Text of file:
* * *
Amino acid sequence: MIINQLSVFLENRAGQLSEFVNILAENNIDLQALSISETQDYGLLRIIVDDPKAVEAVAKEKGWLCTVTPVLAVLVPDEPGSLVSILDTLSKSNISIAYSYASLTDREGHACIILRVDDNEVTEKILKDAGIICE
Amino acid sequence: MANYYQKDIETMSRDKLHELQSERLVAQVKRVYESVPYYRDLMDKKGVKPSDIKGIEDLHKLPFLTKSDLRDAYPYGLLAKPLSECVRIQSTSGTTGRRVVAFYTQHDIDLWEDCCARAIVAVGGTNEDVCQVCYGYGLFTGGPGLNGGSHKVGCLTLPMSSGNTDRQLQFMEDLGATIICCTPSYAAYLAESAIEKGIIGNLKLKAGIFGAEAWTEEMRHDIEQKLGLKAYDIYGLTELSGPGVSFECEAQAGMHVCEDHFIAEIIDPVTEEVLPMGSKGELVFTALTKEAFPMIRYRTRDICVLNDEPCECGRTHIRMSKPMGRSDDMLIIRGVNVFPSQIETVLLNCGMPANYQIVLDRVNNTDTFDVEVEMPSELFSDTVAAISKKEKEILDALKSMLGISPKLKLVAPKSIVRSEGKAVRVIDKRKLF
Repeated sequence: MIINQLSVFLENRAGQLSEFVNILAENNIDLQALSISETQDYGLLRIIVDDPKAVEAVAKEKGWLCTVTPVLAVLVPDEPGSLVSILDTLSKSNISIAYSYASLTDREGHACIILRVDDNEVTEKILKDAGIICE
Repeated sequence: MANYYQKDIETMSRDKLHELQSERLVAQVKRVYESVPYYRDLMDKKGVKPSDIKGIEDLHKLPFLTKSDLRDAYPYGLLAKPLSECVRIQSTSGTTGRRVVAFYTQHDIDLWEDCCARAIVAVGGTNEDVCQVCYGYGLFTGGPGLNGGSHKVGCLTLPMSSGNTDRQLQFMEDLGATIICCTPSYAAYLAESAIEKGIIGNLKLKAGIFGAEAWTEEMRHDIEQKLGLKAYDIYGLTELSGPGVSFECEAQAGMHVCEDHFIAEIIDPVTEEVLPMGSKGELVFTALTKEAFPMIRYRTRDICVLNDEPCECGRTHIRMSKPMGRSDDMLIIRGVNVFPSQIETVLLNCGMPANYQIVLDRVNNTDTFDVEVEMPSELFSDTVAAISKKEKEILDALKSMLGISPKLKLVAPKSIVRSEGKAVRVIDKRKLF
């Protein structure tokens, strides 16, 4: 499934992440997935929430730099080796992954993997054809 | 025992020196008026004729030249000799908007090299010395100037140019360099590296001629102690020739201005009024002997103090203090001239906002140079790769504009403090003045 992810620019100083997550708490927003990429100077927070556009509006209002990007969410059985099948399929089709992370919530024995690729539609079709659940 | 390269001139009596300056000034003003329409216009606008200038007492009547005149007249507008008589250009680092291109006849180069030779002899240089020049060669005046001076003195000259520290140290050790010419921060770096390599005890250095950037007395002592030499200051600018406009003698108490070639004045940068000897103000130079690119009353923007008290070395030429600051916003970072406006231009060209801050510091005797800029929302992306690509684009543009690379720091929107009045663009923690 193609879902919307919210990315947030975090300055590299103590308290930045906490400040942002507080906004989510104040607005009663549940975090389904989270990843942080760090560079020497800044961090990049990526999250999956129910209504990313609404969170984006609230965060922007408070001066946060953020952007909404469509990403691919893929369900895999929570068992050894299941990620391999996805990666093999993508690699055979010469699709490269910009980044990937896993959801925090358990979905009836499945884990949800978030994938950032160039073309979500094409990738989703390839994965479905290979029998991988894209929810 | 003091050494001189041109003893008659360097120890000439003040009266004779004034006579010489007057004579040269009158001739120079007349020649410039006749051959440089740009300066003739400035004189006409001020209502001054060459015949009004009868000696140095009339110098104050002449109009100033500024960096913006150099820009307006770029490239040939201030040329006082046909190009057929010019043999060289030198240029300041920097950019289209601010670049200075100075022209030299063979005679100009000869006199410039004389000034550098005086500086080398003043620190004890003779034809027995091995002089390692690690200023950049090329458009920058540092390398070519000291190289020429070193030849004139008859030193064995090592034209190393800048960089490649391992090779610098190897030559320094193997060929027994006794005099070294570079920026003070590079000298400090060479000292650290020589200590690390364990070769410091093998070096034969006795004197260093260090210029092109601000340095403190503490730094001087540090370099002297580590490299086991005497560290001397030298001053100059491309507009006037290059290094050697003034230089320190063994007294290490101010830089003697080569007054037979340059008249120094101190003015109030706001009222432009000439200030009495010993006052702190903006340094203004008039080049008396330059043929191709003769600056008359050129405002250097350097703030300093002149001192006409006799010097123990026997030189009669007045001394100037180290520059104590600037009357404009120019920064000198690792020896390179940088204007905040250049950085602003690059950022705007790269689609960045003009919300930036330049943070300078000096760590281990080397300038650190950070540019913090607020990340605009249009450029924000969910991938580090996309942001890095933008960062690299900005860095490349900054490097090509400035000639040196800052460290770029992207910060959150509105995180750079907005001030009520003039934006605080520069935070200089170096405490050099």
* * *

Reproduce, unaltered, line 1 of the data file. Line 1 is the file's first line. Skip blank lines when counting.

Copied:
Amino acid sequence: MIINQLSVFLENRAGQLSEFVNILAENNIDLQALSISETQDYGLLRIIVDDPKAVEAVAKEKGWLCTVTPVLAVLVPDEPGSLVSILDTLSKSNISIAYSYASLTDREGHACIILRVDDNEVTEKILKDAGIICE